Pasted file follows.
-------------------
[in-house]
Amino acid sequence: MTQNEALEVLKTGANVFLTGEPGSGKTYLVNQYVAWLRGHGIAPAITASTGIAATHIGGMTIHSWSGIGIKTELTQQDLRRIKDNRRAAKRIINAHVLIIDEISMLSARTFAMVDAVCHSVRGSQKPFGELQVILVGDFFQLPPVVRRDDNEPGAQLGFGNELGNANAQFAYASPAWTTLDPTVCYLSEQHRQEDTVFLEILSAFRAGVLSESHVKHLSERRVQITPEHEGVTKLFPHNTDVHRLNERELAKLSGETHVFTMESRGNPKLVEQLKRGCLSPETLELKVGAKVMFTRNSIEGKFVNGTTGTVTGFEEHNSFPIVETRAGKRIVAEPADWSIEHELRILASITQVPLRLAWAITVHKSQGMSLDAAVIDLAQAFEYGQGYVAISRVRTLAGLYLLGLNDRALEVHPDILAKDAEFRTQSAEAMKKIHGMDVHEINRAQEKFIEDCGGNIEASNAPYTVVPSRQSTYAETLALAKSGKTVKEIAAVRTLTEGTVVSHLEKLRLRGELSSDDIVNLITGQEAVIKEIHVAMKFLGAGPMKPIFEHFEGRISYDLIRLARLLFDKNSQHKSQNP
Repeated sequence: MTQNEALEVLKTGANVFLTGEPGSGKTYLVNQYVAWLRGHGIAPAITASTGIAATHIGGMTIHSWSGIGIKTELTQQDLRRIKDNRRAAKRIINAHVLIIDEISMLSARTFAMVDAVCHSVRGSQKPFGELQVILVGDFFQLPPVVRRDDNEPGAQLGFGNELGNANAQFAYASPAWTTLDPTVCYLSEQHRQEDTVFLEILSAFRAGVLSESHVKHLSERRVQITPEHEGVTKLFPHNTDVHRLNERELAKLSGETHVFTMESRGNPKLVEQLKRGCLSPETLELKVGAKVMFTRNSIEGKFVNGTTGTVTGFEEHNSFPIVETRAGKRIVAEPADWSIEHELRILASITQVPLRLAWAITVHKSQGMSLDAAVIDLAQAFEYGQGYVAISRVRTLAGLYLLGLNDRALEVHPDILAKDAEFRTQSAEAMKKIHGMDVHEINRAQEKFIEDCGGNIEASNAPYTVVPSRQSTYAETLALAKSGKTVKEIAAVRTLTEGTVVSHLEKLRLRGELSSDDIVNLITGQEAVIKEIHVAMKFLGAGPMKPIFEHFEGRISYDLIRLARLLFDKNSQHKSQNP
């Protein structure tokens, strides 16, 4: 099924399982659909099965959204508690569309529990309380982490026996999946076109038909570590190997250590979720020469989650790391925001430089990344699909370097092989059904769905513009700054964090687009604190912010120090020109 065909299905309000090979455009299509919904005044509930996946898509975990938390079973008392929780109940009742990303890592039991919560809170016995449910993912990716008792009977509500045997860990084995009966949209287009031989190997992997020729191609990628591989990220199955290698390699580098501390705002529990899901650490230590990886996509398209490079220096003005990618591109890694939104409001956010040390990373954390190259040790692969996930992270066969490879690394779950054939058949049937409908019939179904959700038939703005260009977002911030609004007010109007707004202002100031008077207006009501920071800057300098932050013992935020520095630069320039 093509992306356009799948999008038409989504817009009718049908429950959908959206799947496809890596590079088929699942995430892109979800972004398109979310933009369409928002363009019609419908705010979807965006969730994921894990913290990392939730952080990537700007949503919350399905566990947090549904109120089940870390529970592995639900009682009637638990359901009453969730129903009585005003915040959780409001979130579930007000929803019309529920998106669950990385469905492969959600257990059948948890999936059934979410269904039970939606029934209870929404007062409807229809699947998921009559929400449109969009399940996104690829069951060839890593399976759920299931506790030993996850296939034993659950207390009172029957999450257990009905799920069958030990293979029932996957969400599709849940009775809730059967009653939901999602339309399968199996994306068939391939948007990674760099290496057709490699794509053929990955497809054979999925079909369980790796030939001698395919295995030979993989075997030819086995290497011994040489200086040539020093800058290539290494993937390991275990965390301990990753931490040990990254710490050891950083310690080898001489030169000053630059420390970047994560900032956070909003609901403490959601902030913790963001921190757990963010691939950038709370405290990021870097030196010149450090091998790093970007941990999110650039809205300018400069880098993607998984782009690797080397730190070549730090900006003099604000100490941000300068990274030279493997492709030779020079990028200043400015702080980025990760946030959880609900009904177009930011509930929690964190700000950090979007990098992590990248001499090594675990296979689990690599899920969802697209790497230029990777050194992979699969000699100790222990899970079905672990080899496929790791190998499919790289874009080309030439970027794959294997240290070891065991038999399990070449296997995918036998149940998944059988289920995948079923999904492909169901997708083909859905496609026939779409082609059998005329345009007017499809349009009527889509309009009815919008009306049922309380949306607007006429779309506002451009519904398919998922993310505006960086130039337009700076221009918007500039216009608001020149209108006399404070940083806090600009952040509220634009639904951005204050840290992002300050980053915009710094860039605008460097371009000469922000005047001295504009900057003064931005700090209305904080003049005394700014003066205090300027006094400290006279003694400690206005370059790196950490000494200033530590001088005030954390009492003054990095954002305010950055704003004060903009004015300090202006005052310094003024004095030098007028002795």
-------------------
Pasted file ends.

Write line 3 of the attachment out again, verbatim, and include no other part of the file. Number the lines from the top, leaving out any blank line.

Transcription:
Repeated sequence: MTQNEALEVLKTGANVFLTGEPGSGKTYLVNQYVAWLRGHGIAPAITASTGIAATHIGGMTIHSWSGIGIKTELTQQDLRRIKDNRRAAKRIINAHVLIIDEISMLSARTFAMVDAVCHSVRGSQKPFGELQVILVGDFFQLPPVVRRDDNEPGAQLGFGNELGNANAQFAYASPAWTTLDPTVCYLSEQHRQEDTVFLEILSAFRAGVLSESHVKHLSERRVQITPEHEGVTKLFPHNTDVHRLNERELAKLSGETHVFTMESRGNPKLVEQLKRGCLSPETLELKVGAKVMFTRNSIEGKFVNGTTGTVTGFEEHNSFPIVETRAGKRIVAEPADWSIEHELRILASITQVPLRLAWAITVHKSQGMSLDAAVIDLAQAFEYGQGYVAISRVRTLAGLYLLGLNDRALEVHPDILAKDAEFRTQSAEAMKKIHGMDVHEINRAQEKFIEDCGGNIEASNAPYTVVPSRQSTYAETLALAKSGKTVKEIAAVRTLTEGTVVSHLEKLRLRGELSSDDIVNLITGQEAVIKEIHVAMKFLGAGPMKPIFEHFEGRISYDLIRLARLLFDKNSQHKSQNP